Bacteria armed to seek and destroy disease

C&I Issue 9, 2023

Read time: 2-3 mins

Katrina Megget

International study could open up a new approach to disease management using engineered bacteria.

The promise of targeted cellular medicine using bacteria as a one-stop shop to not only detect and diagnose, but also treat disease, is a step closer after a landmark study looking at colorectal cancer.

This proof-of-concept study expands on the goals of cellular medicine and bacteria-based therapies (Science, doi: 10.1126/science.adf3974).

A form of cellular medicine in the same group as CAR-T cell therapies, bacteria-based therapies are a new and developing field that could use bacteria to deliver anti-cancer therapies or treat infectious diseases.

In this study, researchers in the US and Australia engineered the bacteria Acinetobacter baylyi and demonstrated, in mice, the feasibility of also using bacteria as a biosensor in the gut to detect colorectal cancer. Should both detection and therapy be combined in one entity, it could open up a whole new approach to disease management.

The premise behind the research is based on two facts – that tumours are known to shed their DNA into the environments surrounding them; and that many bacteria are known to take up DNA from their environment (a skill called natural competence) and integrate this newly acquired DNA into their genome.

The technique of moving genetic material between bacteria that doesn’t involve parent-to-offspring inheritance is known as horizontal gene transfer and has been well studied. The researchers aimed to apply this concept to move genetic material from a mammalian tumour into bacteria.

To do this, the team used CRISPR technology to engineer Acinetobacter baylyi as a biosensor to identify DNA from a mutated KRAS gene, which is present in many cancers including colorectal cancer. The modified genome sequences in the bacteria meant tumour DNA was more likely to integrate into the bacterial genome. This integration activates an antibiotic resistance gene, which is used as a signal that cancer has been detected when the bacteria with integrated tumour DNA are successfully grown on antibiotic-impregnated culture plates.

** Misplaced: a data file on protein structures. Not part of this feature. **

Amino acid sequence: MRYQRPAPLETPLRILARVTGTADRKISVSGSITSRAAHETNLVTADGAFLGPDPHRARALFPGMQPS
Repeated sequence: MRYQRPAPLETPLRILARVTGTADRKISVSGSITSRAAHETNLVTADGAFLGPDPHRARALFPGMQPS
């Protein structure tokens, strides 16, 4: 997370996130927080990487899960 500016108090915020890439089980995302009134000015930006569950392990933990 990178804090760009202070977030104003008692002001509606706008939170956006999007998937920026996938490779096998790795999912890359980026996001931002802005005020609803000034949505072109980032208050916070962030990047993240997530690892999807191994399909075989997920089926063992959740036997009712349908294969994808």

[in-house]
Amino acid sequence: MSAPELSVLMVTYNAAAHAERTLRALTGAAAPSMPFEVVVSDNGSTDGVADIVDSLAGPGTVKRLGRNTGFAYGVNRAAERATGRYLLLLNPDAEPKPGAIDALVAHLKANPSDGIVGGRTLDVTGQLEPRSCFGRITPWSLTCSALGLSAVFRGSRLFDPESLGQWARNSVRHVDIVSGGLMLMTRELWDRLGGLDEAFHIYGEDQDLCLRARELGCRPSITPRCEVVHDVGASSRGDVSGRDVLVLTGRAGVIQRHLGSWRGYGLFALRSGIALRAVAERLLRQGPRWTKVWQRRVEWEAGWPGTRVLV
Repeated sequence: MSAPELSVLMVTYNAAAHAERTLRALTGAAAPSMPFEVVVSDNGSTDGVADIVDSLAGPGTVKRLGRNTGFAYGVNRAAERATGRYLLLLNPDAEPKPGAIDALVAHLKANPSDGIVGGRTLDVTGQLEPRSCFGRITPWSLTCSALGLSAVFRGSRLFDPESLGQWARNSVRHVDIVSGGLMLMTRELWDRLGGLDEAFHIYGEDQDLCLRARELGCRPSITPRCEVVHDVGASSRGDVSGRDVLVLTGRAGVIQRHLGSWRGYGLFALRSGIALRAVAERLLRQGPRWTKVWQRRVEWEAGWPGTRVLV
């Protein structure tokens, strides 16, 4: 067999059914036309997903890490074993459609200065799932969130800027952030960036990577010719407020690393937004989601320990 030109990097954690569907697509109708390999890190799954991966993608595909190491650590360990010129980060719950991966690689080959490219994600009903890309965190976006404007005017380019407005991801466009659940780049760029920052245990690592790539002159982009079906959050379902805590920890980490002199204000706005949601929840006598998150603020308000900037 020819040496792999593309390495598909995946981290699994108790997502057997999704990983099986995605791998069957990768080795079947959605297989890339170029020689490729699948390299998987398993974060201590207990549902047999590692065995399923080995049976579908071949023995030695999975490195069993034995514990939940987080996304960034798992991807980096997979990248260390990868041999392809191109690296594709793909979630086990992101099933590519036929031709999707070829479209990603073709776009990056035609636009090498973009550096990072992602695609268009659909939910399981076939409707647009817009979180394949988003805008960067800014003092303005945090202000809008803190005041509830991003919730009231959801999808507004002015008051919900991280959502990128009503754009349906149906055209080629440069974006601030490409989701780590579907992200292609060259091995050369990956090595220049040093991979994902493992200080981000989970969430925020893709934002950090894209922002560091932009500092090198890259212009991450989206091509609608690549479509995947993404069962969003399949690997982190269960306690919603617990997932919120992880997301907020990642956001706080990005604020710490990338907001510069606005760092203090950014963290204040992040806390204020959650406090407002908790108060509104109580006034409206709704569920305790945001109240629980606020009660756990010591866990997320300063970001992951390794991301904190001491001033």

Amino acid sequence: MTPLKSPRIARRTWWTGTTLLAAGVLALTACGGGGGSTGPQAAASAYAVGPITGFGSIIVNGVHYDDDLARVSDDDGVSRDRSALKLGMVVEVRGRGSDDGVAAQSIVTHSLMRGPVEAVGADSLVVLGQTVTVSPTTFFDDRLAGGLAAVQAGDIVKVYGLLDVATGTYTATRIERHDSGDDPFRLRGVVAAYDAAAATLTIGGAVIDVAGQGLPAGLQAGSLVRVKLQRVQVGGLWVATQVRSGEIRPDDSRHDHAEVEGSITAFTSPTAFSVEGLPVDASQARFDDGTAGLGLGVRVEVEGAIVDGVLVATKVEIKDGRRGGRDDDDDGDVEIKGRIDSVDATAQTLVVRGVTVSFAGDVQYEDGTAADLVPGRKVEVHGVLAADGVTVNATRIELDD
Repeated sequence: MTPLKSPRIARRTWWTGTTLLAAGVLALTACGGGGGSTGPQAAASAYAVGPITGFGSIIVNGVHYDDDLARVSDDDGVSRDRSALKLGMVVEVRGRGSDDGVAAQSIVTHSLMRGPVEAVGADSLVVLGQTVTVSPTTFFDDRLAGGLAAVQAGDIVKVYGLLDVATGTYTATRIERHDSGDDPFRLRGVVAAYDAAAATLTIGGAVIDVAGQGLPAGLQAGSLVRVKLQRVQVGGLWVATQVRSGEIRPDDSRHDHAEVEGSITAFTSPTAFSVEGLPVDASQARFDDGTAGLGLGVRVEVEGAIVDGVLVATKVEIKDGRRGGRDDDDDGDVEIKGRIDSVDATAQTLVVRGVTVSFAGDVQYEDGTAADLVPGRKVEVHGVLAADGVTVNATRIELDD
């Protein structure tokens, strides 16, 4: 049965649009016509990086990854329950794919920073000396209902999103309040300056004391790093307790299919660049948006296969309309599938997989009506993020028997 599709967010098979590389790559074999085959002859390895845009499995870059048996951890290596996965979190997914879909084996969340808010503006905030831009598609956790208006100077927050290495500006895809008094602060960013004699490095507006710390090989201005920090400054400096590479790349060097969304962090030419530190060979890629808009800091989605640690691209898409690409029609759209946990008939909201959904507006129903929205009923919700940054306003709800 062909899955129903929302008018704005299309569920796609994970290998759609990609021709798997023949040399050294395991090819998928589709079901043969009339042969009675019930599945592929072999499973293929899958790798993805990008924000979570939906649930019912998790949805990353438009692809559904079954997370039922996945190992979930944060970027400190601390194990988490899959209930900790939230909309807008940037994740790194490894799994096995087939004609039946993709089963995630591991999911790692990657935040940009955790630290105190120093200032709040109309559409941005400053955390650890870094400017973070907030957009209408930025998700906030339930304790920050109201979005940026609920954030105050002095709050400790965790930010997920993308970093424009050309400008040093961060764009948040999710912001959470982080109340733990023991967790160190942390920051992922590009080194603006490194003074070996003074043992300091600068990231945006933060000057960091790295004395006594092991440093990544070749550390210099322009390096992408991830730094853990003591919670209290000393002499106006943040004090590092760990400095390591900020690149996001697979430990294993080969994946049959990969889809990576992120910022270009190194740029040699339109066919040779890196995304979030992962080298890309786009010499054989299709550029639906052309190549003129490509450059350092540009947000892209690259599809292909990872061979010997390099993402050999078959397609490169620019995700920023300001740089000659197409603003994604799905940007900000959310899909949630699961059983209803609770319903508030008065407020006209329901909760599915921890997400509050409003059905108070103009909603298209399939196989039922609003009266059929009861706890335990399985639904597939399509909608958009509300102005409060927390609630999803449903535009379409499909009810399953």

The researchers have called the technology CATCH (cellular assay for targeted, CRISPR-discriminated horizontal gene transfer), and believe it holds great promise for the detection and treatment of disease.

The team believed that while plausible, this completely new concept was ‘far-fetched’, says Dan Worthley, a gastroenterologist and cancer scientist at Australia’s Colonoscopy Clinic. Yet they found that when the biosensor was delivered into live mice, it was able to discriminate between the mice with colorectal tumours and those without. ‘This was a moment of great surprise, great relief, and, to be honest, not a little delight,’ he says.

The researchers have called the technology CATCH (cellular assay for targeted, CRISPR-discriminated horizontal gene transfer), and believe it holds great promise for the detection and treatment of disease.

Not only can the technology detect any arbitrary DNA sequence, Worthley says the team has essentially engineered the laboratory to exist within the bacterial cell, meaning the traditional complexity of sample collection, processing and analysis for disease diagnosis is vastly reduced. This would be a boon for resource-poor settings, such as developing countries.

But the real triumph of this cellular detection approach is that the bacteria can be engineered to respond directly at the time and place where the disease is detected. ‘The bacteria [could be programmed to] both seek and destroy disease at its very origin. A remote laboratory cannot and can never achieve such a thing,’ Worthley says.

The potential for targeted genotype-specific therapies to be designed and engineered into the disease-detecting bacteria to diagnose and treat in one move would be great and could have fewer off-target effects by being more targeted, says Catherine Pickworth, Research Impact Manager at Cancer Research UK.

‘Finding new ways to detect and treat cancer early, when it’s less difficult to treat, is vital to improving survival,’ she says. But she also cautions that the research is a long way off showing a two-in-one approach using bacteria is viable, and notes that ‘even if shown to be effective, the complex and evolving nature of cancer means it’s unlikely to be a holy grail solution for all cases’.

Next steps in development include increasing sensitivity, formulating for oral delivery, exploring alternate species as biosensors, exploring therapeutic responses and studying the approach’s application as a rapid diagnostic for infectious diseases.

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